Srinagar : Observing that freedom of the press cannot be put in peril on the basis ofJio the “grounds which are unknown to law”, the Jammu and Kashmir High Court on Thursday said that “fair and frank reporting of events by electronic and print media cannot be curbed merely because it may have an adverse impact on business of some class of persons.”
“The limitations on freedom of the press cannot extend to registration of a criminal case against a reporter, who in discharge of his duties and on the basis of information gathered by him, makes a report about certain incidents which he thought in public interest should be published,” a bench of Justice Sanjay Dhar said while quashing an FIR against Time of India reporter Salim Pandit, filed against him for the story titled: “Stone pelters in J&K now target tourists, four women injured” in 2018. The FIR was filed under Section 505(1)(b) of RPC with Police Station, Kothibagh Srinagar following a complaint filed by person associated with tourism who had contended that the reportage threatens to disrupt the tourist season.
“The question that arises is whether a fearless and frank reporting of events/incidents in a newspaper would merely for the reason that the persons engaged in a particular business feel that their business would get adversely impacted by such news reports, attract Section 505 of Ranbir Panel Code,” the court said and responded the query in negative “because reporting of events which a journalist has bona fide reason to believe to be true, can never be an offence.”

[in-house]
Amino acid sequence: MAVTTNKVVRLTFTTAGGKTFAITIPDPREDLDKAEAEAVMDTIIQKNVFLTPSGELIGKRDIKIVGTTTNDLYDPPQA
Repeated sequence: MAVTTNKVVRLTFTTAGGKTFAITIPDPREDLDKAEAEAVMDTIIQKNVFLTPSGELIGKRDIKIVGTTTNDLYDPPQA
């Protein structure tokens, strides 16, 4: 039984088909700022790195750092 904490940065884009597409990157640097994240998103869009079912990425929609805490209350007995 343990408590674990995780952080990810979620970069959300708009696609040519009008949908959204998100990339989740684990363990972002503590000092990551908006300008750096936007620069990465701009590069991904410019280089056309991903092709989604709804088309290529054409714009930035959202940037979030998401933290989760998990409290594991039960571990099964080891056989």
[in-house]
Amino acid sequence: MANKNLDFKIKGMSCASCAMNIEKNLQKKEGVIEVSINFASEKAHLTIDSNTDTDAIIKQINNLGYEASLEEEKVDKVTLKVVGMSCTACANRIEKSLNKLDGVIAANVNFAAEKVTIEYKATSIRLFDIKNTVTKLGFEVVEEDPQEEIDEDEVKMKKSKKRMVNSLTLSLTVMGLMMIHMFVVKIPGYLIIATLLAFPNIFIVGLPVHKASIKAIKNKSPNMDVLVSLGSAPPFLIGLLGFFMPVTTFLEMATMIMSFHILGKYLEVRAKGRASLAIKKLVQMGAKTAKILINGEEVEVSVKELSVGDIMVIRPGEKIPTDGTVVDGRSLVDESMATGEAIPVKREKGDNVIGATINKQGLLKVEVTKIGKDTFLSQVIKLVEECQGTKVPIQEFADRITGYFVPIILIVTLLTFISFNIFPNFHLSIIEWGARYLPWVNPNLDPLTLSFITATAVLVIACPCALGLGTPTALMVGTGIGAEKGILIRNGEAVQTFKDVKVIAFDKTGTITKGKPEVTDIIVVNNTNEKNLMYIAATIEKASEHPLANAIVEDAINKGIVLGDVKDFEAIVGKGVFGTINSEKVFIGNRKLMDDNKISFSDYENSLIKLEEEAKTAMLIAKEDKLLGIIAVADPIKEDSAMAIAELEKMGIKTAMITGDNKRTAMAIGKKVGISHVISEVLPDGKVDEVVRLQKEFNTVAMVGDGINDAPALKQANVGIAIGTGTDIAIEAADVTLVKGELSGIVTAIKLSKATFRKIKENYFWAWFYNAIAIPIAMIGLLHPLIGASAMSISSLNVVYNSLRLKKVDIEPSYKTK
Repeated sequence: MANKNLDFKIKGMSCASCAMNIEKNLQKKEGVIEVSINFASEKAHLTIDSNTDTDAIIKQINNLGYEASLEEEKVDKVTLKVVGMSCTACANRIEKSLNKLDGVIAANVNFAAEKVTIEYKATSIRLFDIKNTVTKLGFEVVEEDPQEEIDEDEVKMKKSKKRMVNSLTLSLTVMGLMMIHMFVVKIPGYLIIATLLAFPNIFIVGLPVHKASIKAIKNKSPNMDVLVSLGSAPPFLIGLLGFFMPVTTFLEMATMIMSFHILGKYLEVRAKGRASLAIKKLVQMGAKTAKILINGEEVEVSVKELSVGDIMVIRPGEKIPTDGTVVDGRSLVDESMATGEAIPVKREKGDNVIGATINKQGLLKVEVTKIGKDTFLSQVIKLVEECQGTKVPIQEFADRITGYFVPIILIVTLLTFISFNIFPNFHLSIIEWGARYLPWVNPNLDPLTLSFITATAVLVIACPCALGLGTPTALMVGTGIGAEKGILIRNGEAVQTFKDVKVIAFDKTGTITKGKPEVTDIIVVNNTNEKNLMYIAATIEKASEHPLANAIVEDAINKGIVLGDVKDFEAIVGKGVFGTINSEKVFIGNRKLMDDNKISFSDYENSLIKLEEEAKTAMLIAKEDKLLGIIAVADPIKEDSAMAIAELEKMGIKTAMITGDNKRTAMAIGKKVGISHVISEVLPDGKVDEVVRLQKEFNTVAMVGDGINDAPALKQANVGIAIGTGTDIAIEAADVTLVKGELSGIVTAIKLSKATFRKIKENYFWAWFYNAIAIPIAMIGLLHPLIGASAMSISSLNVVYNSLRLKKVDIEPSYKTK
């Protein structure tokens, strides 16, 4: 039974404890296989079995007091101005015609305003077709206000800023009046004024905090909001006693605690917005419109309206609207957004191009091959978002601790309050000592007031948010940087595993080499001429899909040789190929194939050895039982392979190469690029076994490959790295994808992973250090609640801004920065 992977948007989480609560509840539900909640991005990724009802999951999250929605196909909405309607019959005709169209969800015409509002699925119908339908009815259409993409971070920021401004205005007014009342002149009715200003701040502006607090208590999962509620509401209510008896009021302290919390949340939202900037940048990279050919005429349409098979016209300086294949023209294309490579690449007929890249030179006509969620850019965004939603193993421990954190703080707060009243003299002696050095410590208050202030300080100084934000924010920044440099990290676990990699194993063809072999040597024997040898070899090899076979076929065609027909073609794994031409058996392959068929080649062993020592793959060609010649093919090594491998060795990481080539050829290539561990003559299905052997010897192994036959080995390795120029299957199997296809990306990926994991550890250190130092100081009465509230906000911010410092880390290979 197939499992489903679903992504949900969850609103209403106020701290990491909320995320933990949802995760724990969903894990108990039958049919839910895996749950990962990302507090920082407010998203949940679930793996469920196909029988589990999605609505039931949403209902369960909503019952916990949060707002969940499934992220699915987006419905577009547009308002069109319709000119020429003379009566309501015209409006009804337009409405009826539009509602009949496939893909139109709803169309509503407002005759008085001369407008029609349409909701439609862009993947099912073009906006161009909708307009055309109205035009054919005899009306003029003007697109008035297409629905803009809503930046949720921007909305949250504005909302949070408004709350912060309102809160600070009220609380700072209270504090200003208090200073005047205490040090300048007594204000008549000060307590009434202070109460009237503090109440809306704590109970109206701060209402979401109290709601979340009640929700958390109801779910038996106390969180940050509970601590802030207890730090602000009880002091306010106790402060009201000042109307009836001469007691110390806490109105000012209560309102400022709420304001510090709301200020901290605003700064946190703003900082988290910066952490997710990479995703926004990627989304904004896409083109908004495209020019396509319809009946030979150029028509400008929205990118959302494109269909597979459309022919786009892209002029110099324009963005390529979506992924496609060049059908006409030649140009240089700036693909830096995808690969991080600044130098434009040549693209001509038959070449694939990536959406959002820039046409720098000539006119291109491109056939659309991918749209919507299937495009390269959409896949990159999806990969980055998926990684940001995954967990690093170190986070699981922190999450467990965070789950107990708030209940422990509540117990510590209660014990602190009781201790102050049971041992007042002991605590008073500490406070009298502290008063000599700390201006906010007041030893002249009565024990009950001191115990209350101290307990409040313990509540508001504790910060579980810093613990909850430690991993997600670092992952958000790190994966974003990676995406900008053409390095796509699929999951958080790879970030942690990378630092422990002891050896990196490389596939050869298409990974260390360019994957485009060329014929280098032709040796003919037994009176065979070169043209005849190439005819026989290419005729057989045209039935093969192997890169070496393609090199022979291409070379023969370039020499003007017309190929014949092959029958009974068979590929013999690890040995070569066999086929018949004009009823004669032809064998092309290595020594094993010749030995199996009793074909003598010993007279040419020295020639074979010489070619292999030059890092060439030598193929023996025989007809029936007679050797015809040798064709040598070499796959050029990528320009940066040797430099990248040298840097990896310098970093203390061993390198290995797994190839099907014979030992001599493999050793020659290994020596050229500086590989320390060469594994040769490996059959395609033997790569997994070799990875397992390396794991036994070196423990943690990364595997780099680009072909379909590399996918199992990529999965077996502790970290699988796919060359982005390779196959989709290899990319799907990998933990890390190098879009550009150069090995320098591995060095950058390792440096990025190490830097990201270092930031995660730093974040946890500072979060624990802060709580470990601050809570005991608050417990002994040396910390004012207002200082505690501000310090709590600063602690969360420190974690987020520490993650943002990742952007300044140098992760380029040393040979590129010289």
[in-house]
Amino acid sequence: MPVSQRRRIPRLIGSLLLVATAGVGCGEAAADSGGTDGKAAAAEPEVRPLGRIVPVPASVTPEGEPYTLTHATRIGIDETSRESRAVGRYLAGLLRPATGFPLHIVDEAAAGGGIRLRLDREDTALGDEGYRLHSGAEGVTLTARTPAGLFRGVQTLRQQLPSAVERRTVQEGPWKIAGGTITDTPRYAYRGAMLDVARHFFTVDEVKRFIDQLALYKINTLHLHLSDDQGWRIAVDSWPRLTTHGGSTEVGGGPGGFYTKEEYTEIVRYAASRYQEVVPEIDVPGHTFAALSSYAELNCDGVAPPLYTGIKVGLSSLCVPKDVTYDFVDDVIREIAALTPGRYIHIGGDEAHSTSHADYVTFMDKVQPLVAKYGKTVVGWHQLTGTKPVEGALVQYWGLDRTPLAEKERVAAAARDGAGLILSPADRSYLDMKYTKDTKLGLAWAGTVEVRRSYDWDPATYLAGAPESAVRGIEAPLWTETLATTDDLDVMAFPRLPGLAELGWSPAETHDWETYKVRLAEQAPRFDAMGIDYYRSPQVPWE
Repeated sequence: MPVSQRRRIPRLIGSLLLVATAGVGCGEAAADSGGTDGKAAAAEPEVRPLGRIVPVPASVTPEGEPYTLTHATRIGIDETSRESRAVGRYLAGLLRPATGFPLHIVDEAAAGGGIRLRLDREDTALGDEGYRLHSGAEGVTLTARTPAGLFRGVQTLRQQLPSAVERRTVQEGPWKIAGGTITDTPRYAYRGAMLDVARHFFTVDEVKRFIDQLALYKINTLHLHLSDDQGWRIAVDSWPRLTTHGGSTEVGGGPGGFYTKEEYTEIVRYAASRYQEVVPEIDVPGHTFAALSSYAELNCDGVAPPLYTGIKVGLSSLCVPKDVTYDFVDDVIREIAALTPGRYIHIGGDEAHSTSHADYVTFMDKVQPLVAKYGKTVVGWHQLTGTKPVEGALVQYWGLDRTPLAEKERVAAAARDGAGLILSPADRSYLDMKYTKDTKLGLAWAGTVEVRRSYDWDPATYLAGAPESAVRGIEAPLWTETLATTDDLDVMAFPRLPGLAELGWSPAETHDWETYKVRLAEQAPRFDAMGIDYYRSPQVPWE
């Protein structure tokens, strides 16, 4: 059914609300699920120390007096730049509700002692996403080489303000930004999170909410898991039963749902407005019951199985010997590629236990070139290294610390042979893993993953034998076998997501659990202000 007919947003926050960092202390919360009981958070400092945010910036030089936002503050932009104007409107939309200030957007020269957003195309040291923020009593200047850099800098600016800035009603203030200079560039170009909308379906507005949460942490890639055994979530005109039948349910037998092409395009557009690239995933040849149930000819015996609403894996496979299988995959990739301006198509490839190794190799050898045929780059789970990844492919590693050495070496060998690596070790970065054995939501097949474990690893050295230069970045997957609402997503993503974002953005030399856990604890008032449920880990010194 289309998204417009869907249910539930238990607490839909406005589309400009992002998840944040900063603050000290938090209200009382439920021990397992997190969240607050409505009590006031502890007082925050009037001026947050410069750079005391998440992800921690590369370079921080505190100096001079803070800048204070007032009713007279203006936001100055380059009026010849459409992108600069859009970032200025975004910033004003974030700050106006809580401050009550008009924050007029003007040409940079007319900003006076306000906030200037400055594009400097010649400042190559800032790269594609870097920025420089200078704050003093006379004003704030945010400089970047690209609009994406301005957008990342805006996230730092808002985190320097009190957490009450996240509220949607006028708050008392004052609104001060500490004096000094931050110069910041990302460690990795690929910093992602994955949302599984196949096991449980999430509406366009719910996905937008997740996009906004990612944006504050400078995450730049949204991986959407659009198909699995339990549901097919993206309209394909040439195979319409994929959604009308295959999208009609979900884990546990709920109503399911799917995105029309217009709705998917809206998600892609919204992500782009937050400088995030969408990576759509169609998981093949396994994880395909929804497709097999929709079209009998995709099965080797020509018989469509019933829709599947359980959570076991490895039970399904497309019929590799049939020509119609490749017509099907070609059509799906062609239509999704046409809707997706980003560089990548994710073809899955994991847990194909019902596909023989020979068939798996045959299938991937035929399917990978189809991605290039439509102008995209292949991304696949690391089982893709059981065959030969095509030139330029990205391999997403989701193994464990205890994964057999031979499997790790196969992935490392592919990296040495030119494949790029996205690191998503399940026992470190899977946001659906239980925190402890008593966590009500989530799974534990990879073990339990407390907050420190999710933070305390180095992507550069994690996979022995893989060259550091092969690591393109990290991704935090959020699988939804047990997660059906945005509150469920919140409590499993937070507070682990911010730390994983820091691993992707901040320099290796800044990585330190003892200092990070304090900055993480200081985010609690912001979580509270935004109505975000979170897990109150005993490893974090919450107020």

“Taking a contrary view would be violative of the right of freedom of speech and expression guaranteed under Article 19(1)(a) of the Constitution of India. Fair and frank reporting of events by electronic and print media cannot be curbed merely because it may have an adverse impact on business of some class of persons,” the court said as per Global News Service, adding, “The freedom of speech and expression, which includes within its ambit freedom of the press, is subject only to reasonable restrictions imposed by law for specific purpose.”
Referring to a judgment by Andhra Pradesh High Court, the single bench of Justice Sanjay Dhar observed that it becomes clear that freedom of the press cannot be put in peril on the basis of the grounds which are unknown to law.
“The limitations on freedom of the press cannot extend to registration of a criminal case against a reporter, who in discharge of his duties and on the basis of information gathered by him, makes a report about certain incidents which he thought in public interest should be published,” the court said, adding, “It is immaterial that said report may have adversely affected the business of some person(s) as long as the reporter had reasonable grounds to believe that his report is true. The police in such type of cases, cannot be allowed to hound the journalists by misusing its powers.”
Referring to section 505(1) b, the court said that mere making or publishing of a statement or rumour creating fear or alarm in the absence of inducement of a member of public to commit an offence against the State would not satisfy the ingredients of offence under the provision of the erstwhile RPC.
“The aforesaid provision of the Penal Code further contains an exception to the effect that there will be no offence within the meaning of Section 505 RPC when a person making, publishing or circulating any such statement, rumour or report, has reasonable grounds for believing that such statement, rumour or report is true and makes, publishes or circulates it in good faith and without any such criminal intent which may fall within the ambit of Section 505 RPC.” (GNS)